E15 fuel, not quite legal yet, under new challenge

Source: James R. Healey • USA TODAY  • Posted: Wednesday, February 8, 2012

Pressure is rising from a surprising array of interests to delay or block the sale of so-called E15 fuel at service stations.

A letter supporting more study and scientific evaluation before E15 is approved went to a House committee Monday, signed by 31 organizations.

They range from petroleum interests and automakers, to ones you might not imagine, such as environmental activist Friends of the Earth, dairy groups, the National Black Chamber of Commerce and representatives of the small-engine and snack-food industries.

The letter asks the House Committee on Science, Space and Technology to support a bill that “would require the Environmental Protection Agency (EPA) and the National Academy of Sciences (NAS) to conduct necessary scientific and technical analysis on the implications of introducing mid-level ethanol blends into the marketplace before EPA moves forward with registering such fuels.”

It’s currently legal to sell gasoline fuel blended with up to 10% ethanol. Almost any vehicle can safely burn that. But it is suspected of causing premature wear to chainsaws, lawn mowers, boat engine and the like, which is why the small-engine interests opposing the moving to E15.

The EPA, pressed by ethanol interests, approved the idea of selling E15 at the corner station, and some labels were proposed for pumps dispensing E15, which could be harmful to engines in older-model vehicles and small engines.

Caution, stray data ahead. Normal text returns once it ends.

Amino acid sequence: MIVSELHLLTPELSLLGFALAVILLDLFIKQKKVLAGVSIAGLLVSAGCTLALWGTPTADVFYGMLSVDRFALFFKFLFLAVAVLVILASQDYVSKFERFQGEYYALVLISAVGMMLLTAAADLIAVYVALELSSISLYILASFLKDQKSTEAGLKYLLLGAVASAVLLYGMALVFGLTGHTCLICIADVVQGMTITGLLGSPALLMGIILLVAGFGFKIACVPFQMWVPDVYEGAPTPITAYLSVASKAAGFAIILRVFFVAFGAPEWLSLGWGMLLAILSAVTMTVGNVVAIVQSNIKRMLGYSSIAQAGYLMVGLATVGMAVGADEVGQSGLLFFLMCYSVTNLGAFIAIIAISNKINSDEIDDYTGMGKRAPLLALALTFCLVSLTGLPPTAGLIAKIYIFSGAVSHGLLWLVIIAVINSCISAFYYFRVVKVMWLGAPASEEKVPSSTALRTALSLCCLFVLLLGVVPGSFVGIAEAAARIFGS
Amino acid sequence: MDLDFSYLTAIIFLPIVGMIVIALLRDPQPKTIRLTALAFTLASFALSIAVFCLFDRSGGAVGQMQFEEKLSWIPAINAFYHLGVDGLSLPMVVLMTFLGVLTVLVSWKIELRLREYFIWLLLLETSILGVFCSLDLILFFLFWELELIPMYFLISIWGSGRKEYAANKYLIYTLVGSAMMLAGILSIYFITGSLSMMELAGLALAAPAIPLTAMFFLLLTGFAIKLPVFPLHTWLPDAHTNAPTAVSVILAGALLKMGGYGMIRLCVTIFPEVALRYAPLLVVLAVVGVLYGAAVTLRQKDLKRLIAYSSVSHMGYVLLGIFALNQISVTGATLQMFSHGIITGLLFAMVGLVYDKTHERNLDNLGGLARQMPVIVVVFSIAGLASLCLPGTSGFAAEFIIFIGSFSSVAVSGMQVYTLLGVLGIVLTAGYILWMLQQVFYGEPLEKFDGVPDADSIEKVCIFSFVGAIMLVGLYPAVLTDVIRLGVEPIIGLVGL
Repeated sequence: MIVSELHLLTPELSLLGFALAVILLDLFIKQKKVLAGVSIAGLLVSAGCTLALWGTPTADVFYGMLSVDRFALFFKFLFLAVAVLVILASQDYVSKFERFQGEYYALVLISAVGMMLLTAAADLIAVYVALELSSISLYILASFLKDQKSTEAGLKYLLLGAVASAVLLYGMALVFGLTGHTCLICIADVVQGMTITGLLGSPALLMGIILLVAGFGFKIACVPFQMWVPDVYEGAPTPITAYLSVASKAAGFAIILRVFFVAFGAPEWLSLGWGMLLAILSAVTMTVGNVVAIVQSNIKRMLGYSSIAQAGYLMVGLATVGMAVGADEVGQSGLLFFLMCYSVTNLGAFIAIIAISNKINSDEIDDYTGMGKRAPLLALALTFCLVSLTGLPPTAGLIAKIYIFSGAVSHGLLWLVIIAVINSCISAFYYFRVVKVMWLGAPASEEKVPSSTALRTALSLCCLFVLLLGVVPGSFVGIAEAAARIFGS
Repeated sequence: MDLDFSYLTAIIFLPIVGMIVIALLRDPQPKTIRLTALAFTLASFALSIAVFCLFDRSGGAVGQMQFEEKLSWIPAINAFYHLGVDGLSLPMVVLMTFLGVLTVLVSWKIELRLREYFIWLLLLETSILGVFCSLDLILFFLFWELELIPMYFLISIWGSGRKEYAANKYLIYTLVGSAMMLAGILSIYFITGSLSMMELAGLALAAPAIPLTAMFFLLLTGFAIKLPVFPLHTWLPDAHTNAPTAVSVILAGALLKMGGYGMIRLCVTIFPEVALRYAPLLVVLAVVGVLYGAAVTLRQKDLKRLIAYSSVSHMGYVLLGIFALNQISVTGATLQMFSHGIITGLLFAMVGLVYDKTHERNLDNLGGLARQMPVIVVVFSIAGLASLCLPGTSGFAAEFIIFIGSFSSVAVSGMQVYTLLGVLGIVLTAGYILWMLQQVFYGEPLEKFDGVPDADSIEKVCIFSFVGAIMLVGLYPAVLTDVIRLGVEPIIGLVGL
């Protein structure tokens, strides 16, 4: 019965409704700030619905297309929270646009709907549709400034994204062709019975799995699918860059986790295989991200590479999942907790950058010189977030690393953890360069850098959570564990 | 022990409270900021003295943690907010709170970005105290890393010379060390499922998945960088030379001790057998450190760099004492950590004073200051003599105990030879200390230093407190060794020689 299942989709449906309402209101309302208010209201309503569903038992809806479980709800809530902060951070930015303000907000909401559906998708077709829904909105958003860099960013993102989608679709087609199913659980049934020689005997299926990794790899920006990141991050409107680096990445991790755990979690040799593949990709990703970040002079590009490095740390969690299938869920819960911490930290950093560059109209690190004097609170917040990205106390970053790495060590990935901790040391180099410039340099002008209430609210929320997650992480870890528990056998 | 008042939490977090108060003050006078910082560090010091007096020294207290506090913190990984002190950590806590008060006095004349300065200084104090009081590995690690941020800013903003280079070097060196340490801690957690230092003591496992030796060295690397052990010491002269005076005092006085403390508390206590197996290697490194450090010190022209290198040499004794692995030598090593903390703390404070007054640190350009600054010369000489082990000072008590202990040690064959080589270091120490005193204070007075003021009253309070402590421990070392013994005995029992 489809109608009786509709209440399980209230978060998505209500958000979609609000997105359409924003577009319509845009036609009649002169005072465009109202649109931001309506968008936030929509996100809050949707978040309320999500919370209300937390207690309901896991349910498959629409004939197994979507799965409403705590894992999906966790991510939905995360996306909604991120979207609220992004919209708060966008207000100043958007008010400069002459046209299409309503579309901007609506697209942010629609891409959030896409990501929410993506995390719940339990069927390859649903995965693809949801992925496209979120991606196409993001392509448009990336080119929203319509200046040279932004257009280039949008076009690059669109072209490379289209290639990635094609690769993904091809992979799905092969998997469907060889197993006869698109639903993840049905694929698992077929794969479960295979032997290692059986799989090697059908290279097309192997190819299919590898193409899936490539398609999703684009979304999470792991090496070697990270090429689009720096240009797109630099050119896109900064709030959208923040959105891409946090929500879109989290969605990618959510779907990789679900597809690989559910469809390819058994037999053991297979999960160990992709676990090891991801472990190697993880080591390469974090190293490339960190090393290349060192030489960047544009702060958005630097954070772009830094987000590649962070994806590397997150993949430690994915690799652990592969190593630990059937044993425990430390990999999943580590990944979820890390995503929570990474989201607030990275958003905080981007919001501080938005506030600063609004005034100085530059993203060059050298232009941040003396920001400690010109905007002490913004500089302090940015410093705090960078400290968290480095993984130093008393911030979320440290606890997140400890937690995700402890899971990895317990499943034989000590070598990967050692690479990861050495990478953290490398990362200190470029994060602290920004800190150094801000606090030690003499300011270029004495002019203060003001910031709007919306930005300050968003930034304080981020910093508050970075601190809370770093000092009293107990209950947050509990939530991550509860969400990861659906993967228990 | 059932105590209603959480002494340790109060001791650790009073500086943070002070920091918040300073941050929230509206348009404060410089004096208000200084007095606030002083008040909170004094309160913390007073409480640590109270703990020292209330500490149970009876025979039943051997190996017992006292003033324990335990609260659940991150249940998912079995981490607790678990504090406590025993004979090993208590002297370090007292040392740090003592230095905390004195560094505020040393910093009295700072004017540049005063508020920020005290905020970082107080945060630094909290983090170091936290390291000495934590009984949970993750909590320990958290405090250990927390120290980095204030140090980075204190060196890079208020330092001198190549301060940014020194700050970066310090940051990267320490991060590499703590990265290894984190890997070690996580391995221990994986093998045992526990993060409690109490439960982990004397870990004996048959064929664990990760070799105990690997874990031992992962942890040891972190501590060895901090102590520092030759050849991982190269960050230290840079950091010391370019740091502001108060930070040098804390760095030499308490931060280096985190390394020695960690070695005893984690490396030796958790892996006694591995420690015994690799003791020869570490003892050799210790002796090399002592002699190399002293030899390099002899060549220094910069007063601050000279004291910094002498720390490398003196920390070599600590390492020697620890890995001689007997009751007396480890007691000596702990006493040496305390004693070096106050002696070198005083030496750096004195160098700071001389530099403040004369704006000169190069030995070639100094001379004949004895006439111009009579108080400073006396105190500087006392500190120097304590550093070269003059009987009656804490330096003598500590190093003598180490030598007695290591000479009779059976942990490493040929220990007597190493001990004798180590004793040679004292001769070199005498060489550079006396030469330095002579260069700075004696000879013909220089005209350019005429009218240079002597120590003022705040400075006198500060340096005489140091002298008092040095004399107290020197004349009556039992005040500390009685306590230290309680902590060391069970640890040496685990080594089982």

But EPA said E15 had to be “registered” first — that is, vendors had to guarantee it wouldn’t cause environmental problems.

Last November, EPA said the fuel “is not registered with EPA and is therefore not legal for distribution or sale” at service stations. EPA is investigating reports that E15 is being sold some places.

The anti-ethanol lobby hopes to get a law passed that could block E15, even though it is considered the best bet to meet the government requirement for more “alternative” fuel production to reduce dependence on petroleum.

A fuel called E85 is legal. It is 85% ethanol, 15% gasoline, and is not considered a gasoline fuel by the government. It can be safely used only in so-called flex-fuel vehicles.

Corn growers and other ethanol interests want to continually boost the amount of ethanol mixed with gasoline. Most ethanol is made from corn, so it’s good for the corn growers. And it’s a renewable fuel than comes from the U.S., so has environmental and national-security appeal.

But ethanol has less energy than gasoline, so the more ethanol in the fuel, the less power and mileage an engine delivers. Some blends of ethanol also can cause more pollution, and there is an argument that food should not be used for fuel.